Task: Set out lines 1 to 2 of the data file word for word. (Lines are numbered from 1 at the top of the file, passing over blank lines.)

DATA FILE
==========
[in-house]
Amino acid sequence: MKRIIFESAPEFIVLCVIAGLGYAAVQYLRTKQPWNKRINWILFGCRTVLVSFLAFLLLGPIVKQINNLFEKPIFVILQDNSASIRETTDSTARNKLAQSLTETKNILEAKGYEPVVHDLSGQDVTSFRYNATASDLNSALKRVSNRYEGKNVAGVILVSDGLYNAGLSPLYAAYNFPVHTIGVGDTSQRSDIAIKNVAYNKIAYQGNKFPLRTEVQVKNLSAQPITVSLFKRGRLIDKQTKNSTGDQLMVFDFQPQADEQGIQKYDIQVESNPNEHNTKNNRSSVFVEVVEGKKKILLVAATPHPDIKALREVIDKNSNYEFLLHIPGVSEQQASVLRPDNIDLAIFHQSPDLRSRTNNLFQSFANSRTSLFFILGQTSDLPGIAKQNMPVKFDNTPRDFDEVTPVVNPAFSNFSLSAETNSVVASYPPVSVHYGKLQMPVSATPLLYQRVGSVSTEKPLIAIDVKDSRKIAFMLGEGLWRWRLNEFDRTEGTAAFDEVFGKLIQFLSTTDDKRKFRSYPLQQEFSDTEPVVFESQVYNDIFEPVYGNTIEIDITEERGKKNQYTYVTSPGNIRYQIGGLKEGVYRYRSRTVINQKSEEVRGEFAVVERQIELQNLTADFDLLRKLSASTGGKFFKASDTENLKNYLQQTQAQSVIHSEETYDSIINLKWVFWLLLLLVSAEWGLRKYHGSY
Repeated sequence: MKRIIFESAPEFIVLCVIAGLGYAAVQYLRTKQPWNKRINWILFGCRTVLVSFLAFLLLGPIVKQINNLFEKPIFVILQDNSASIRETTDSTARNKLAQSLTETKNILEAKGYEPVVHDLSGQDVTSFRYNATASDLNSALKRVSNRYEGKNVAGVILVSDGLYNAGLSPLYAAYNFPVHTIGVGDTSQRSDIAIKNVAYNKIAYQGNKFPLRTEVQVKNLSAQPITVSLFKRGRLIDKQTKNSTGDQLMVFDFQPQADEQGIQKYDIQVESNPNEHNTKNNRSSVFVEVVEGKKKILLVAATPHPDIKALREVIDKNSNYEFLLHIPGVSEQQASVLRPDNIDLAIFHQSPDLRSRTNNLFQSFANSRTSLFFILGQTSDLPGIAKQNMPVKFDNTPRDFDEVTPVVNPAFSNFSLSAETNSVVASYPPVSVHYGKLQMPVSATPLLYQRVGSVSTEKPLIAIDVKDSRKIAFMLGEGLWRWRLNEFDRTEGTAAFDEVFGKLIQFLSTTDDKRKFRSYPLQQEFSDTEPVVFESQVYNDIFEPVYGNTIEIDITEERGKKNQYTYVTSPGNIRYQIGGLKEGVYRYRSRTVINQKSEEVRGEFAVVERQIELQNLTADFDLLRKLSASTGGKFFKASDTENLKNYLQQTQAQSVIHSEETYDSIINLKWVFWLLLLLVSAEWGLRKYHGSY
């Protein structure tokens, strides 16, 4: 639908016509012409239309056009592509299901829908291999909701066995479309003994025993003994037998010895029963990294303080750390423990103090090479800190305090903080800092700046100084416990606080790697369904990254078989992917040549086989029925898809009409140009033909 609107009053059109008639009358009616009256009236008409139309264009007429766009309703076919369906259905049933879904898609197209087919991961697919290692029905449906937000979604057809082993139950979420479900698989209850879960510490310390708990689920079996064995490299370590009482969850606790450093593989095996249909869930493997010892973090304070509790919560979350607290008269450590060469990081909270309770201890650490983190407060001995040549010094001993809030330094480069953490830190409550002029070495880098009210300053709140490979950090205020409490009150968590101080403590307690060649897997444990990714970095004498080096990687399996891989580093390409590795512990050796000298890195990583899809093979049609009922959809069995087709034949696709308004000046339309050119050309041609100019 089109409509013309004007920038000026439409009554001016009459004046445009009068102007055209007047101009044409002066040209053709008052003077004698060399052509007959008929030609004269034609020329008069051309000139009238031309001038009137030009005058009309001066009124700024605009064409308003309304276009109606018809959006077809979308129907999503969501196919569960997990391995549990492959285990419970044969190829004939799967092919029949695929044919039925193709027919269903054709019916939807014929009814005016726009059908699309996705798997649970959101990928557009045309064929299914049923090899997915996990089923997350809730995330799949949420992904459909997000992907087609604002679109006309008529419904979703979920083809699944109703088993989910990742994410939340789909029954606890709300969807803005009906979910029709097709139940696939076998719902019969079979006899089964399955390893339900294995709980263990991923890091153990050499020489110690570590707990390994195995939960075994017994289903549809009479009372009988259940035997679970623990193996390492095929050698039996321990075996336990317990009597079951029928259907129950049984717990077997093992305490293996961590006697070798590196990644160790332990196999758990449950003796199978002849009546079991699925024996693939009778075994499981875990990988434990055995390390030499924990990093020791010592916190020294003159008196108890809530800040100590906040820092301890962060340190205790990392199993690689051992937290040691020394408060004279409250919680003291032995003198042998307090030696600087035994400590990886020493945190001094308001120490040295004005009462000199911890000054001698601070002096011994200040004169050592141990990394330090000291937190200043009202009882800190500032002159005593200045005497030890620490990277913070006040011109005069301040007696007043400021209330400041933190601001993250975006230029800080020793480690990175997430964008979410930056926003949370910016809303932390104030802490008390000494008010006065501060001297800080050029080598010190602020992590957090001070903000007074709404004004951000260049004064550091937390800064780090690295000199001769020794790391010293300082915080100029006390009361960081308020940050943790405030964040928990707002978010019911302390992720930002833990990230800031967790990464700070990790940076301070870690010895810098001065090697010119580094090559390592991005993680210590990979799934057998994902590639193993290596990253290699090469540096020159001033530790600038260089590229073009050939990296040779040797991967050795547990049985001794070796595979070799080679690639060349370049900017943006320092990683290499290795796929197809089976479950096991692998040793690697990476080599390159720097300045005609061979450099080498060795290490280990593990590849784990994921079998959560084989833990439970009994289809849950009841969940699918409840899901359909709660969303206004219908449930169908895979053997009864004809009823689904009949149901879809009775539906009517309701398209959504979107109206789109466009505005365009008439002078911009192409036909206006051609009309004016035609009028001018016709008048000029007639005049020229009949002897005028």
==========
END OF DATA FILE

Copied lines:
[in-house]
Amino acid sequence: MKRIIFESAPEFIVLCVIAGLGYAAVQYLRTKQPWNKRINWILFGCRTVLVSFLAFLLLGPIVKQINNLFEKPIFVILQDNSASIRETTDSTARNKLAQSLTETKNILEAKGYEPVVHDLSGQDVTSFRYNATASDLNSALKRVSNRYEGKNVAGVILVSDGLYNAGLSPLYAAYNFPVHTIGVGDTSQRSDIAIKNVAYNKIAYQGNKFPLRTEVQVKNLSAQPITVSLFKRGRLIDKQTKNSTGDQLMVFDFQPQADEQGIQKYDIQVESNPNEHNTKNNRSSVFVEVVEGKKKILLVAATPHPDIKALREVIDKNSNYEFLLHIPGVSEQQASVLRPDNIDLAIFHQSPDLRSRTNNLFQSFANSRTSLFFILGQTSDLPGIAKQNMPVKFDNTPRDFDEVTPVVNPAFSNFSLSAETNSVVASYPPVSVHYGKLQMPVSATPLLYQRVGSVSTEKPLIAIDVKDSRKIAFMLGEGLWRWRLNEFDRTEGTAAFDEVFGKLIQFLSTTDDKRKFRSYPLQQEFSDTEPVVFESQVYNDIFEPVYGNTIEIDITEERGKKNQYTYVTSPGNIRYQIGGLKEGVYRYRSRTVINQKSEEVRGEFAVVERQIELQNLTADFDLLRKLSASTGGKFFKASDTENLKNYLQQTQAQSVIHSEETYDSIINLKWVFWLLLLLVSAEWGLRKYHGSY